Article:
Has India’s collective conscience risen against criminality in politics?


The suspension of IAS Officer Durga Shakti Nagpal has seen unprecedented support from various sections of society. Spurred by the huge outcry from people, the media has been forced to take up the issue in a big way – every publication worth its salt is using “investigative journalism” to dig up more and more facts and conspiracy behind the suspension. It is obvious that she was acting against sand mining mafia and she had to be contained.

One Hindi news channel (Aaj Tak) has even gone ahead and done a sting operation on how the real story is shaping up behind the scenes. Narendra Bhati has claimed that it took him 40 minutes to get the suspension order. Why did he do it? Because IAS Officer Nagpal had filed a FIR against his close aide Omendra Khari in a sand mining case.

In view of these revelations, the Uttar Pradesh government stands naked but undeterred. The sting operation shows Bhati’s aide saying that the issue will help mobilize votes of Muslims and if they play their card right then the Samajwadi Party (SP) can get 36 Lok Sabha seats.

So far, no corrective action from the centre or the state government is expected. The most powerful person in the country, Sonia Gandhi, has indulged in political gimmickry by writing a letter to the Prime Minister asking him to look into the case.

She was much more proactive for her son-in-law Robert Vadra when another IAS officer Ashok Khemka took action against Vadra’s illegal deals- a superficial inquiry was conducted to get the case closed fast. Nobody could answer why no action was taken against Robert Vadra for making money through unscrupulous means.

The protests against Robert Vadra’s misuse of being a relative of Sonia Gandhi did not sustain long enough despite the agitations against corruption in India by the likes of Anna Hazare, Arvind Kejriwal and many more leaders and groups of people.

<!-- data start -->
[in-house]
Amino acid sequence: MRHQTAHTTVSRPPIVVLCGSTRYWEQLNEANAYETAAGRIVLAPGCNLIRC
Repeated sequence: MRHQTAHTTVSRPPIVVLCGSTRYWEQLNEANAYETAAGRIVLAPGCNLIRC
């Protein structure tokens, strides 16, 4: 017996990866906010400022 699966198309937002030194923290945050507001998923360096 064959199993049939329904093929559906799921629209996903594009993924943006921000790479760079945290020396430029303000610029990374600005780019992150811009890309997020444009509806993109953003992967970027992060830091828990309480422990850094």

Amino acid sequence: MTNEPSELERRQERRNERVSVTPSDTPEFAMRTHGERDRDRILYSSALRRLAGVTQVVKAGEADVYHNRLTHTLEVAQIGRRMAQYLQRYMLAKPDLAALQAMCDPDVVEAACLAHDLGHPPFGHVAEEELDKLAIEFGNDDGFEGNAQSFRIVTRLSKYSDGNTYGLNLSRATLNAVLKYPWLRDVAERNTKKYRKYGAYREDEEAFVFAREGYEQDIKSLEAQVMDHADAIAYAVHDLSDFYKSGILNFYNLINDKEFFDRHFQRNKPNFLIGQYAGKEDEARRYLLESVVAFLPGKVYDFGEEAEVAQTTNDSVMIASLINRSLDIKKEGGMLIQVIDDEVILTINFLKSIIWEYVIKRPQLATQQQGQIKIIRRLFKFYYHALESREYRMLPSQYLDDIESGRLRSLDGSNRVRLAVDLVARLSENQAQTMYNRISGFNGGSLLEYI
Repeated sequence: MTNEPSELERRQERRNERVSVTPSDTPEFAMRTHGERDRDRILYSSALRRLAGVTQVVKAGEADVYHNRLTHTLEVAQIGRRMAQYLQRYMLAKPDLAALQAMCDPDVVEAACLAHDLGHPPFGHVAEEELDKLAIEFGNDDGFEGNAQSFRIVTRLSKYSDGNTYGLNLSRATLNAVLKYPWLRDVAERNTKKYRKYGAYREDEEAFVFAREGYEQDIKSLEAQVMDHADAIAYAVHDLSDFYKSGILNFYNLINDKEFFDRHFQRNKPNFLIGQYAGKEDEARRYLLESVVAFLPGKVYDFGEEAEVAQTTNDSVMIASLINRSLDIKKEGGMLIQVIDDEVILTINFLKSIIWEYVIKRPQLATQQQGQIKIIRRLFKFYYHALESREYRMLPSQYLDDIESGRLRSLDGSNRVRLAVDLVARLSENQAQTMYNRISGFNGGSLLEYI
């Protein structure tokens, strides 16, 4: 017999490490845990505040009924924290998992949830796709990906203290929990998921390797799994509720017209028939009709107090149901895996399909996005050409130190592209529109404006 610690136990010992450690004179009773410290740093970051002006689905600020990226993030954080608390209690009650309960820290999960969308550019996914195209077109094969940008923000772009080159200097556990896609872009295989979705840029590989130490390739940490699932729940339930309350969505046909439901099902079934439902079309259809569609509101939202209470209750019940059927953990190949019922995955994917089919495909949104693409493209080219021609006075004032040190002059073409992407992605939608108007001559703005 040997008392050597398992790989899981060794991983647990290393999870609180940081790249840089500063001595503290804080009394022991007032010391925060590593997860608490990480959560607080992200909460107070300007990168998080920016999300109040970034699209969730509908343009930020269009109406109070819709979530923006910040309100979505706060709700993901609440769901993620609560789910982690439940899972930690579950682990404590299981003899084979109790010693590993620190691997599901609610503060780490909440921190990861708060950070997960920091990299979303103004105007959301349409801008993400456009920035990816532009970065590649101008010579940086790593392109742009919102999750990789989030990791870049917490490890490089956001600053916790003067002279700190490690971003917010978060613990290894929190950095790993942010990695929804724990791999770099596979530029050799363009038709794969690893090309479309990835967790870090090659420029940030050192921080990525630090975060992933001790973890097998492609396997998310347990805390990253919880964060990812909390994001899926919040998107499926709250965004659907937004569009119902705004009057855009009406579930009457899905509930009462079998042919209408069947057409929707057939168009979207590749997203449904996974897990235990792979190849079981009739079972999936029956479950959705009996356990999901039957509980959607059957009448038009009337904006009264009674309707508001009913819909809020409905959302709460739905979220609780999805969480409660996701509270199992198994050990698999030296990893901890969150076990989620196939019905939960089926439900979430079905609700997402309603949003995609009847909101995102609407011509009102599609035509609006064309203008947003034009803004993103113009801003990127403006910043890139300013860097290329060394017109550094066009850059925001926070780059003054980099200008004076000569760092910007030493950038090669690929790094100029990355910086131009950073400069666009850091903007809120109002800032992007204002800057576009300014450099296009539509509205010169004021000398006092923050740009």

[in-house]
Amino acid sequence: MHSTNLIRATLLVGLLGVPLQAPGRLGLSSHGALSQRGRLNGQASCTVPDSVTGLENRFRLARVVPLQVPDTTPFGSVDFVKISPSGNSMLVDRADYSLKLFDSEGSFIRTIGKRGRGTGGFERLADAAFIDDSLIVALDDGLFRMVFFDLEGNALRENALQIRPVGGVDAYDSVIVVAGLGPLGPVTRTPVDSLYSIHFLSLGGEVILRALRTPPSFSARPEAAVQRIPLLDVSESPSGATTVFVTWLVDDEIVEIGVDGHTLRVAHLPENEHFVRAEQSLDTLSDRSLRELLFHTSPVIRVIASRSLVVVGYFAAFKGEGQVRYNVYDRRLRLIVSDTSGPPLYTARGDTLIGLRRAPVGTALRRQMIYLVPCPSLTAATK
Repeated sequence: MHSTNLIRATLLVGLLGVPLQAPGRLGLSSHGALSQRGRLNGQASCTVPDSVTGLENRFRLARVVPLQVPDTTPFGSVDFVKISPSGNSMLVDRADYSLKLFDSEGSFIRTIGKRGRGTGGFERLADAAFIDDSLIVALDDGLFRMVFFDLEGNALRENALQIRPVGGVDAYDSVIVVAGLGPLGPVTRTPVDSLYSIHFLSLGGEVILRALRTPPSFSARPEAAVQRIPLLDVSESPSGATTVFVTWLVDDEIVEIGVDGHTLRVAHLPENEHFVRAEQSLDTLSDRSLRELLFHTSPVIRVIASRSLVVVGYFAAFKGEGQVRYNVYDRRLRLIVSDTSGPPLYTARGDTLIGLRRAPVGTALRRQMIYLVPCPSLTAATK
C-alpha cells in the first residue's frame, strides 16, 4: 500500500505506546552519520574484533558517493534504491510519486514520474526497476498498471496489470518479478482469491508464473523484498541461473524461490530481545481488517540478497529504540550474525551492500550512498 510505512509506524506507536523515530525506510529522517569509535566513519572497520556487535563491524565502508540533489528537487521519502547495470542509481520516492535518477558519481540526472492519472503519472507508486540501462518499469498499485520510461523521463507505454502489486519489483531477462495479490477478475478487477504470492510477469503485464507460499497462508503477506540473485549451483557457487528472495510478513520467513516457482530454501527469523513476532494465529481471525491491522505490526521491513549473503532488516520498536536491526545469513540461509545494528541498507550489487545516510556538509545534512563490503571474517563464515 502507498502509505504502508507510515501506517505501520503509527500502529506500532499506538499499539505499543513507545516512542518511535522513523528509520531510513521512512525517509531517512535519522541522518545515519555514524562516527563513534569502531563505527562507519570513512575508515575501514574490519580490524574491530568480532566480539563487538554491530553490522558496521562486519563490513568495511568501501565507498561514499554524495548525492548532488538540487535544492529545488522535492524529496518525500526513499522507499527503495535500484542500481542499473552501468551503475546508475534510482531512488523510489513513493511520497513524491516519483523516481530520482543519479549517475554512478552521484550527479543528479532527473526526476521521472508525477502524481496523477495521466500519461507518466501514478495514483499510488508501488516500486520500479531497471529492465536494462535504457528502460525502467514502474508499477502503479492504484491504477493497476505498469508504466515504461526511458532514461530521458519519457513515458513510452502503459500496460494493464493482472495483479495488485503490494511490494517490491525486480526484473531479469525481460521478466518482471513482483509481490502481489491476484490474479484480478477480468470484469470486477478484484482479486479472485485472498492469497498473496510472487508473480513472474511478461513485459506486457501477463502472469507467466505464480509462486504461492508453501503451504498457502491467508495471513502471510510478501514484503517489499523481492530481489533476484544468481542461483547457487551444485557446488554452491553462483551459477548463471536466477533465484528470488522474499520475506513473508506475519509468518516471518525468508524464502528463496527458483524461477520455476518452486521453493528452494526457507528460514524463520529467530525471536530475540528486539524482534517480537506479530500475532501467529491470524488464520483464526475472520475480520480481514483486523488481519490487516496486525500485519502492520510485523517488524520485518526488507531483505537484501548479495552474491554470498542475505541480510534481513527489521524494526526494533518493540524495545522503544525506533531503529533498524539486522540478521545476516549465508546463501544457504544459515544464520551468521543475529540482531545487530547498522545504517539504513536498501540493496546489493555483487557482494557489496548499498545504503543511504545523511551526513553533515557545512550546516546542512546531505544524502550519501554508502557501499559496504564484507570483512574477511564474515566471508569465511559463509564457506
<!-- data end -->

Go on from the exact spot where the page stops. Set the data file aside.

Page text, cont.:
Now, with much larger support for Durga Shakti Nagpal, may we expect the citizens of the country to get bolder? As reported here, a retired civil servant, says the case has triggered the “collective conscience of the country to rise against criminality in politics”.

The DNA report quotes Surinder S. Jodhka, professor and chair at the Centre for the Study of Social Systems in Jawaharlal Nehru University:

“This is the whole thing about the arrival of the middle class. Five years back the middle class would have looked away, but we have seen the way they are now voicing concern over large number of issues, like the anti-corruption movement, or women’s safety issues, and the growing criminalisation of politics. It certainly indicates a change for the better.”

The outcry has been massive on Social Media but very few protests on the streets – some by activists of Aam Aadmi Party (AAP) and few more smaller groups. At the moment, it appears that the UP government is going to let the issue linger on till the protests fizzle out. They have 90 days to confirm or withdraw the suspension of Nagpal which is a long time for any protest to sustain.

Will the protests fizzle out or shall the people’s will prevail? Do we have it in us to make sure that the UP government is pressured long enough to get the suspension of IAS Durga Shakti Nagpal revoked?

At the Citizens For Action Forum, we will keep the heat up!


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